Remember Martin Luther King Jr.

Holidays mean nothing if we don’t learn from their purposes.

Dr. Martin Luther King Jr., whose birthday we celebrated yesterday, must be remembered as he was-a God-fearing American dedicated to finding nonviolent solutions to the world’s problems. He is honored for his dedication to solving racial problems in America, and rightly so-but we also need to remember his less famous stands against war and inequality.

In King’s “Beyond Vietnam” speech, given at the Riverside Church in New York City on April 4, 1967, he said: “Let us rededicate ourselves to the long and bitter, but beautiful, struggle for a new world. This is the calling of the sons of God, and our brothers wait eagerly for our response. Shall we say the odds are too great? Shall we tell them the struggle is too hard? Will our message be that the forces of American life militate against their arrival as full men, and we send our deepest regrets?

“Or will there be another message, of longing, of hope, of solidarity with their yearnings, of commitment to their cause, whatever the cost? The choice is ours, and though we might prefer it otherwise we must choose in this crucial moment of human history.”

The “choice,” aptly spoken by King, is still contemplated by students today. King was vehemently opposed to the Vietnam War and spoke with vigor against its inception and continuation.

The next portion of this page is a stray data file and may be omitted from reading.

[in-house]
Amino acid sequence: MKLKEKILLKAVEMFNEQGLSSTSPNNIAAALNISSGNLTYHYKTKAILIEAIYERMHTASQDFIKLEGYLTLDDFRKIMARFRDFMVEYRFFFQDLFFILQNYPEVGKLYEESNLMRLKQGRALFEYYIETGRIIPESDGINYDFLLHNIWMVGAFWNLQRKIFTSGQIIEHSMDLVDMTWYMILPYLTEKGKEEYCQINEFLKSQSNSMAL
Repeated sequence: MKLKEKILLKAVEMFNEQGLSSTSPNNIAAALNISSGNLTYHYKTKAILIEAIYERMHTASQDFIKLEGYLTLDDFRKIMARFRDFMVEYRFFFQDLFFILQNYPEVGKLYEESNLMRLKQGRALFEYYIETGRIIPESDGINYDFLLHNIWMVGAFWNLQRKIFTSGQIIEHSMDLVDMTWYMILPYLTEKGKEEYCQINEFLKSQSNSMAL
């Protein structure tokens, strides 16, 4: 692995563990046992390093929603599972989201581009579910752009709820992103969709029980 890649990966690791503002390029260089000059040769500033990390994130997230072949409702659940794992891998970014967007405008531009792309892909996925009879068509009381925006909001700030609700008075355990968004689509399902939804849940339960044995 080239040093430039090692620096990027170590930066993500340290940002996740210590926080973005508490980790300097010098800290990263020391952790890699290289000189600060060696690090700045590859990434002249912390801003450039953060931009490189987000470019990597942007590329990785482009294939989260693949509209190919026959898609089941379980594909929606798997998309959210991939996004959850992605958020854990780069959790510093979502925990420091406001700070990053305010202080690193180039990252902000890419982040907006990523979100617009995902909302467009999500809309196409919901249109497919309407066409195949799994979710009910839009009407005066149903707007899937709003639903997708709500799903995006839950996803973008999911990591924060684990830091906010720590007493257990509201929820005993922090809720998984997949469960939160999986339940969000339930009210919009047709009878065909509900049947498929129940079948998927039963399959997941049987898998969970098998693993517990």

We often do not learn of King’s anti-war campaigns, but they played a huge role in his life. Many of King’s friends questioned his involvement in the anti-war movement, saying that it hurt the civil rights cause. In response, King said, “I am?greatly saddened, for such questions mean that the inquirers have not really known me, my commitment or my calling. Indeed, their questions suggest that they do not know the world in which they live.”

Those who admire King for the liberation of black Americans should also admire him for his crusade for social justice. King and many other patriots were responsible for the dismantling of the Vietnam conflict. They are ultimately responsible for saving the lives of millions of American GIs who would have gone to war if it were not for those who dared to stand up to their government’s policies. We ought to learn from King’s stands for social justice and replicate them in our own era.

All of the problems that Dr. King sought to solve still exist today. War and other violent conflicts are raging over the world and in the hearts of millions of hateful people.

Inequality also still plagues our nation. According to statistics from Cornell University, blacks have a 300 percent greater poverty rate than whites. Twenty-eight percent of blacks live in poverty, while only 11.2 percent of whites do. Inequality breeds violence, and if we wish to curb violence, we ought to curb inequality.

Poverty also affects us on a global level. Why do you think terrorists strap bombs to their chests and walk into U.S. convoys? They are poor people whose families will receive financial benefits from their father or son’s suicide.

When Martin Luther King Jr. was murdered, he was preparing to march with sanitation workers for higher wages and better benefits. He died in the cause of social justice. That is his legacy, and how great it was. His martyrdom in the cause of social justice should not be forgotten. It should be resurrected.

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